On Wednesday, the Evening Standard ran a story about the Metropolitan Police's use of the Regulation of Investigatory Powers Act, or RIPA - the law governing surveillance by the State. Scotland Yard, it was revealed, makes more than 120 requests a day to access data about calls, texts and emails in order to trace missing people and investigate serious crime. The story claimed the new figures would "alarm privacy campaigners" - although, peculiarly, didn't actually quote any.
Among other things, Liberty campaigns to defend the right to privacy enshrined in our Human Rights Act. But we support the vital role of surveillance in finding vulnerable people, preventing and detecting serious crime, securing convictions and acquitting the innocent.
This is an example of how the important debate over surveillance is increasingly characterised in the press, and often in Parliament: an unhelpful and misleading polarisation which pits privacy directly against security, and campaigners against the spies.
But that dichotomy simply isn't real. Liberty and many other campaigners have no issue with the use of intrusive powers per se. Targeted surveillance can be crucial in preventing serious crime - but we do not believe that the useful role of communications data in investigating crime justifies the blanket retention of the data of every man, woman and child in the UK.
Compare the targeted use of communications data mentioned in the Standard with successive attempts by Government to introduce some form of Snoopers' Charter, mandating the storage of huge amounts of additional information about the web habits of the whole population. These proposals were defeated most recently in 2012, when a cross-party committee of Parliamentarians found the Government had not made the case for such wide and sweeping powers.
Post-General Election, it seemed the plan was to revive these discredited proposals in the form of an Investigatory Powers Bill which would force UK service providers to collect the weblogs of their customers in addition to information about their web activity on sites based overseas, such as Facebook and Twitter.
Unfortunately for the Home Secretary, David Anderson QC - the Government's Reviewer of Terrorism Legislation - was less than supportive of the plans in his major report released earlier this month. He said no operational case had been made for the Snoopers' Charter and questioned its lawfulness, intrusiveness and potential cost. As the Reviewer emphasised, no other EU or Commonwealth country requires the blanket retention of weblogs, and Australia recently prohibited it in law. It is, however, far from clear that the Government will heed these warnings: Theresa May yesterday refused to rule out including Snoopers' Charter powers in a draft Bill due in the autumn.
With the publication of David Anderson's comprehensive and thoughtful report comes an opportunity to consider the question of state surveillance more broadly. The Snowden leaks, and subsequent legal challenges by Liberty and others, show just how far we've moved from targeted surveillance. In some of the rare instances in which spying has come to light, the inadequacy of our surveillance laws has been laid bare. In recent years, Met Police have circumvented safeguards to access journalists' phone records, spied on Baroness Doreen Lawrence and her family, and infiltrated social and environmental justice groups to the extent that women were tricked into long-term romantic relationships - one even having a child with an undercover officer.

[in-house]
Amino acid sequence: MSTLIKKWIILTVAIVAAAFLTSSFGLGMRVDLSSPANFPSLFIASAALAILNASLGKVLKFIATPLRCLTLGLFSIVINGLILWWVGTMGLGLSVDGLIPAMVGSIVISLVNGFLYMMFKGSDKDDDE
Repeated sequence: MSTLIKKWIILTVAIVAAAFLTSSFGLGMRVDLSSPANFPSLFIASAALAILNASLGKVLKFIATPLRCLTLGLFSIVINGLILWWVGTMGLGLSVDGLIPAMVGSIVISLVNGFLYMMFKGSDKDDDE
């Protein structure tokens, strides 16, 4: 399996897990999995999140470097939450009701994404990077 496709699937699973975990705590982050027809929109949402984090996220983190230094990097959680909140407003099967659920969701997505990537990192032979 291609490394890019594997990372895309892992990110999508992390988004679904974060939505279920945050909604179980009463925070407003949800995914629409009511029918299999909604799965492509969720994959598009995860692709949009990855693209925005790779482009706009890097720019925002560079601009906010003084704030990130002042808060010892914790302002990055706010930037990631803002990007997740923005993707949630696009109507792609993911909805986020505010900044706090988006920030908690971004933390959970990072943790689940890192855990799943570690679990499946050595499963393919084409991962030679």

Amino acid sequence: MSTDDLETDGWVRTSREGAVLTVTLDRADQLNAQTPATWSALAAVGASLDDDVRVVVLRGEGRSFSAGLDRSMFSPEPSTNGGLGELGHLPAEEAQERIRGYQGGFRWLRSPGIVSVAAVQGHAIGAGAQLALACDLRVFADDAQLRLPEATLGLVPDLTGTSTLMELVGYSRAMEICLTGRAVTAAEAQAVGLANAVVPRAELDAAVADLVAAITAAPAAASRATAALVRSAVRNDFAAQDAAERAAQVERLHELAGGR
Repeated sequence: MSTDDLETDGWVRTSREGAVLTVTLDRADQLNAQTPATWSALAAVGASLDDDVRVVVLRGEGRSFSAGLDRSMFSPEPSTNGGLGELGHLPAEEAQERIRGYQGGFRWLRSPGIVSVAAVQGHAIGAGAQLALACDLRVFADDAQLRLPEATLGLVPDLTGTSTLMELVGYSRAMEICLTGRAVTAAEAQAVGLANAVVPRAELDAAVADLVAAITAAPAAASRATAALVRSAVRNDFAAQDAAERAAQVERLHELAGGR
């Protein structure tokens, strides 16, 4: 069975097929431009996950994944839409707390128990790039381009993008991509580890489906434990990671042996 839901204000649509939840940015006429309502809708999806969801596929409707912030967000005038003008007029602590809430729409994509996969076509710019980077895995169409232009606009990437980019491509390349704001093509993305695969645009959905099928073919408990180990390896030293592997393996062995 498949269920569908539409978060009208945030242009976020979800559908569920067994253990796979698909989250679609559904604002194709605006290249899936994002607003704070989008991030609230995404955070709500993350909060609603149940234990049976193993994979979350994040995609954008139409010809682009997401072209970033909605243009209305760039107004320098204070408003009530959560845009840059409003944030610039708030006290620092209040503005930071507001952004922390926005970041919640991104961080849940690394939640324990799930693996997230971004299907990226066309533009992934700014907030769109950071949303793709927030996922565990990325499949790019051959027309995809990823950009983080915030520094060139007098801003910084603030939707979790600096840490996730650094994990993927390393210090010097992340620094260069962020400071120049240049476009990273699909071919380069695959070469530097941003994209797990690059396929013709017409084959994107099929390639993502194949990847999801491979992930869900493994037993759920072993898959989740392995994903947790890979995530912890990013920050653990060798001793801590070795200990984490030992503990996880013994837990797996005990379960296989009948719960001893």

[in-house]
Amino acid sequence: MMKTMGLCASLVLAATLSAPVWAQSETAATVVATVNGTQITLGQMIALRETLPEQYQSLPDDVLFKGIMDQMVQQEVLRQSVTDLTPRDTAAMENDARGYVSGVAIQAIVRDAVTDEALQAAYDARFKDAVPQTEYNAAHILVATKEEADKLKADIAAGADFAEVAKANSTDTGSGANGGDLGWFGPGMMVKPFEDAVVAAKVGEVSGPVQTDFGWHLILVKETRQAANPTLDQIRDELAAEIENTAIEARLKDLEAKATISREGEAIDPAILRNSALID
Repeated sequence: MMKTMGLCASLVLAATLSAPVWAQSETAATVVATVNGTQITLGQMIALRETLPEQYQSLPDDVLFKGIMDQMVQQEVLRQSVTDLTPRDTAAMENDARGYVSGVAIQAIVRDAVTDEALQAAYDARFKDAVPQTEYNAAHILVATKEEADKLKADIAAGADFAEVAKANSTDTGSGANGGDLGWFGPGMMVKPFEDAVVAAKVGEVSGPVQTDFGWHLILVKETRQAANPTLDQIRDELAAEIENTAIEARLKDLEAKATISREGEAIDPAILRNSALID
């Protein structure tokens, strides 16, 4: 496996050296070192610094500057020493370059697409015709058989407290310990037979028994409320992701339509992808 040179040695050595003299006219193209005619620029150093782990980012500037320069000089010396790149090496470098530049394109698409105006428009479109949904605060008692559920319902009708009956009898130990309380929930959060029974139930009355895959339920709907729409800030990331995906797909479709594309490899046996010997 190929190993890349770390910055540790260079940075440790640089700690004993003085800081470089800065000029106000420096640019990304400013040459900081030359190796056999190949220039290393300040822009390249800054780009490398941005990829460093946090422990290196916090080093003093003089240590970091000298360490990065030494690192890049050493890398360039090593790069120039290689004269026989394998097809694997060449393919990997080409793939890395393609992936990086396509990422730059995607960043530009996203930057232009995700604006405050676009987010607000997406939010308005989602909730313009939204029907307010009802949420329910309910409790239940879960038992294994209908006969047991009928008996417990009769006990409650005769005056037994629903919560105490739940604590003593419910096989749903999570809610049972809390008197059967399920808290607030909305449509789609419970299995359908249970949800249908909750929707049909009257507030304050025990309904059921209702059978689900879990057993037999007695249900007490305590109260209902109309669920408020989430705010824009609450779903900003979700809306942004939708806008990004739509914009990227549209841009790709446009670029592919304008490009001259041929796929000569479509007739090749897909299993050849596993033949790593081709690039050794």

Over the same period, legal challenges have revealed that GCHQ has intercepted legally privileged communications, used malware to hack into private communications passing over a Belgian telecoms network and spied on respected human rights organisations in South Africa and Egypt. What kind of signal are British authorities sending to despotic regimes all over the world?
No wonder, then, that David Anderson described the current legal framework for surveillance as "undemocratic, unnecessary and - in the long run - intolerable", and called for a comprehensive new law that can be properly understood by people and parliamentarians. He argued the new law should comply with international human rights standards and require prior judicial authorisation for all interception warrants and some communications data requests - something which Liberty has campaigned for more than a decade.
Within days, Number 10 signalled it wasn't too keen on some of Mr Anderson's key recommendations, particularly the call for judicial warrants. Yesterday's Commons debate on the report seemed to confirm that: while Labour, the SNP, the Liberal Democrats and Conservative MP and former Attorney General Dominic Grieve all voiced support for judicial authorisation - many pointing out that all comparable democracies already have such a system - the Home Secretary refused to endorse it. All signs point to business as usual at the Home Office, even in light of this insightful review.
David Anderson's report has brought some much-needed nuance to the surveillance debate - a debate that affects every single one of us. But - with the much-touted Investigatory Powers Bill looming - it's in the Government's interest to make this black and white: either you believe in stopping terrorism and serious crime or you believe in the fundamental right to privacy. One or the other, you can't have both.
There's no such thing as a risk-free society, and it is too much to expect of the agencies or the law to deliver it. But in the coming months we have a chance to secure real reform of our spying laws to make sure we have effective, targeted surveillance that keeps us safe and safeguards the British public's privacy and dignity. We must not let that chance slip away.